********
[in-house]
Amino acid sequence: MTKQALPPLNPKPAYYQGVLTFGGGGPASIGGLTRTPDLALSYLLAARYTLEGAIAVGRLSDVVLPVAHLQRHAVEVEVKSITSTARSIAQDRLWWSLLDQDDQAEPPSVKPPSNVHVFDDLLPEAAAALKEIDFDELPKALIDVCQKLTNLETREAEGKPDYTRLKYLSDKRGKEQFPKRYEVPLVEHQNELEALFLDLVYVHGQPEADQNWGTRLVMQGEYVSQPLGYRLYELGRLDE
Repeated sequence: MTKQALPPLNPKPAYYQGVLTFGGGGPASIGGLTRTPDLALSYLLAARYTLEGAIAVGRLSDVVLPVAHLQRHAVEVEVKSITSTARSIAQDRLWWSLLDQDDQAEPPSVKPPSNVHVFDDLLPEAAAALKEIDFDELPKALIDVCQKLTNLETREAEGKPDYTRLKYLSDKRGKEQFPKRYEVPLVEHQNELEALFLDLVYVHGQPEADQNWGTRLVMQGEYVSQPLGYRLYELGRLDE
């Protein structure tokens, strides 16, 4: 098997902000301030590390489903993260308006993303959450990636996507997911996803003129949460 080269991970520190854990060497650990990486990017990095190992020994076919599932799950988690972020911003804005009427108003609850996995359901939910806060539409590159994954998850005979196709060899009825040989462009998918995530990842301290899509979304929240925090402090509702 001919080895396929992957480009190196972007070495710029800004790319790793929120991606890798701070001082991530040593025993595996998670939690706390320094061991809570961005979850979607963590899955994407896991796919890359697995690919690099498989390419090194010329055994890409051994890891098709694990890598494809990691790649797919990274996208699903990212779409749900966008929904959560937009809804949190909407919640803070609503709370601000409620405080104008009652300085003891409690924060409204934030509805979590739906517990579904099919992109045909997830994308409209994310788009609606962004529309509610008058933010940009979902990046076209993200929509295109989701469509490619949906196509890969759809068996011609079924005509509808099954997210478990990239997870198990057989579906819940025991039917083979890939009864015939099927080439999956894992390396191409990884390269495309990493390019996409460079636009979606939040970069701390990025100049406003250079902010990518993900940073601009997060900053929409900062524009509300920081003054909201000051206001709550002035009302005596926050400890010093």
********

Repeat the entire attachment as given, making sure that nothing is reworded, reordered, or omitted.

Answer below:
[in-house]
Amino acid sequence: MTKQALPPLNPKPAYYQGVLTFGGGGPASIGGLTRTPDLALSYLLAARYTLEGAIAVGRLSDVVLPVAHLQRHAVEVEVKSITSTARSIAQDRLWWSLLDQDDQAEPPSVKPPSNVHVFDDLLPEAAAALKEIDFDELPKALIDVCQKLTNLETREAEGKPDYTRLKYLSDKRGKEQFPKRYEVPLVEHQNELEALFLDLVYVHGQPEADQNWGTRLVMQGEYVSQPLGYRLYELGRLDE
Repeated sequence: MTKQALPPLNPKPAYYQGVLTFGGGGPASIGGLTRTPDLALSYLLAARYTLEGAIAVGRLSDVVLPVAHLQRHAVEVEVKSITSTARSIAQDRLWWSLLDQDDQAEPPSVKPPSNVHVFDDLLPEAAAALKEIDFDELPKALIDVCQKLTNLETREAEGKPDYTRLKYLSDKRGKEQFPKRYEVPLVEHQNELEALFLDLVYVHGQPEADQNWGTRLVMQGEYVSQPLGYRLYELGRLDE
């Protein structure tokens, strides 16, 4: 098997902000301030590390489903993260308006993303959450990636996507997911996803003129949460 080269991970520190854990060497650990990486990017990095190992020994076919599932799950988690972020911003804005009427108003609850996995359901939910806060539409590159994954998850005979196709060899009825040989462009998918995530990842301290899509979304929240925090402090509702 001919080895396929992957480009190196972007070495710029800004790319790793929120991606890798701070001082991530040593025993595996998670939690706390320094061991809570961005979850979607963590899955994407896991796919890359697995690919690099498989390419090194010329055994890409051994890891098709694990890598494809990691790649797919990274996208699903990212779409749900966008929904959560937009809804949190909407919640803070609503709370601000409620405080104008009652300085003891409690924060409204934030509805979590739906517990579904099919992109045909997830994308409209994310788009609606962004529309509610008058933010940009979902990046076209993200929509295109989701469509490619949906196509890969759809068996011609079924005509509808099954997210478990990239997870198990057989579906819940025991039917083979890939009864015939099927080439999956894992390396191409990884390269495309990493390019996409460079636009979606939040970069701390990025100049406003250079902010990518993900940073601009997060900053929409900062524009509300920081003054909201000051206001709550002035009302005596926050400890010093």